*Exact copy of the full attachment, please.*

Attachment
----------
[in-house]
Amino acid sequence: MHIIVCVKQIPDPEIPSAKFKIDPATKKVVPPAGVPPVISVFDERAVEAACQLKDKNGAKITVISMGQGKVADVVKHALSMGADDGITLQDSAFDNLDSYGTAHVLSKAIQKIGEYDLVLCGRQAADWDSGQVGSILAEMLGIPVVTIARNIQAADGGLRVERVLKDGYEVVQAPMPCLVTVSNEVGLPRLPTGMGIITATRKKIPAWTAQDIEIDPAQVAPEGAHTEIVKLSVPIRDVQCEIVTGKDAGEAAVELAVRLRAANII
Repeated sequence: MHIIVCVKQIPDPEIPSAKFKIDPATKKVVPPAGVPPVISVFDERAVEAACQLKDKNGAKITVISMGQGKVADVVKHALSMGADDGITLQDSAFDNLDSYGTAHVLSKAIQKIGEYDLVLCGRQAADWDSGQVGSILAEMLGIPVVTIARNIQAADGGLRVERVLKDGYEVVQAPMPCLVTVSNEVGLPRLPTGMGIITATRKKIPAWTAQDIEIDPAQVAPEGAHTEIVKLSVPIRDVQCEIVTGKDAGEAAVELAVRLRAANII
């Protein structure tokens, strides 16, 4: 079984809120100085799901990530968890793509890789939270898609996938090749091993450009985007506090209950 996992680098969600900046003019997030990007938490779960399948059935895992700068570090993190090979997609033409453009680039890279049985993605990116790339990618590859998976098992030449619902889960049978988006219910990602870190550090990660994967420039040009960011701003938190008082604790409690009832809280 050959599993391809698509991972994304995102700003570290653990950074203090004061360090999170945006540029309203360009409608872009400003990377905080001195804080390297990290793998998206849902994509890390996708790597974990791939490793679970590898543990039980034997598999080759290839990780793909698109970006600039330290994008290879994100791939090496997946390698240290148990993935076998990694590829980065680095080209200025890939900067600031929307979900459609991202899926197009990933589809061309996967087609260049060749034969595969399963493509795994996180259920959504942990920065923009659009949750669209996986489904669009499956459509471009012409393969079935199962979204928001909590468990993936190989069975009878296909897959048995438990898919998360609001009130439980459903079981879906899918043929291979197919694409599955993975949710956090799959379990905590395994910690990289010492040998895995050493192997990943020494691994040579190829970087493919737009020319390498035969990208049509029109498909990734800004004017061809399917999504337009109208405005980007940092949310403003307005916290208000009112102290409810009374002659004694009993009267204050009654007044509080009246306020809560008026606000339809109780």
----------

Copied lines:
[in-house]
Amino acid sequence: MHIIVCVKQIPDPEIPSAKFKIDPATKKVVPPAGVPPVISVFDERAVEAACQLKDKNGAKITVISMGQGKVADVVKHALSMGADDGITLQDSAFDNLDSYGTAHVLSKAIQKIGEYDLVLCGRQAADWDSGQVGSILAEMLGIPVVTIARNIQAADGGLRVERVLKDGYEVVQAPMPCLVTVSNEVGLPRLPTGMGIITATRKKIPAWTAQDIEIDPAQVAPEGAHTEIVKLSVPIRDVQCEIVTGKDAGEAAVELAVRLRAANII
Repeated sequence: MHIIVCVKQIPDPEIPSAKFKIDPATKKVVPPAGVPPVISVFDERAVEAACQLKDKNGAKITVISMGQGKVADVVKHALSMGADDGITLQDSAFDNLDSYGTAHVLSKAIQKIGEYDLVLCGRQAADWDSGQVGSILAEMLGIPVVTIARNIQAADGGLRVERVLKDGYEVVQAPMPCLVTVSNEVGLPRLPTGMGIITATRKKIPAWTAQDIEIDPAQVAPEGAHTEIVKLSVPIRDVQCEIVTGKDAGEAAVELAVRLRAANII
């Protein structure tokens, strides 16, 4: 079984809120100085799901990530968890793509890789939270898609996938090749091993450009985007506090209950 996992680098969600900046003019997030990007938490779960399948059935895992700068570090993190090979997609033409453009680039890279049985993605990116790339990618590859998976098992030449619902889960049978988006219910990602870190550090990660994967420039040009960011701003938190008082604790409690009832809280 050959599993391809698509991972994304995102700003570290653990950074203090004061360090999170945006540029309203360009409608872009400003990377905080001195804080390297990290793998998206849902994509890390996708790597974990791939490793679970590898543990039980034997598999080759290839990780793909698109970006600039330290994008290879994100791939090496997946390698240290148990993935076998990694590829980065680095080209200025890939900067600031929307979900459609991202899926197009990933589809061309996967087609260049060749034969595969399963493509795994996180259920959504942990920065923009659009949750669209996986489904669009499956459509471009012409393969079935199962979204928001909590468990993936190989069975009878296909897959048995438990898919998360609001009130439980459903079981879906899918043929291979197919694409599955993975949710956090799959379990905590395994910690990289010492040998895995050493192997990943020494691994040579190829970087493919737009020319390498035969990208049509029109498909990734800004004017061809399917999504337009109208405005980007940092949310403003307005916290208000009112102290409810009374002659004694009993009267204050009654007044509080009246306020809560008026606000339809109780």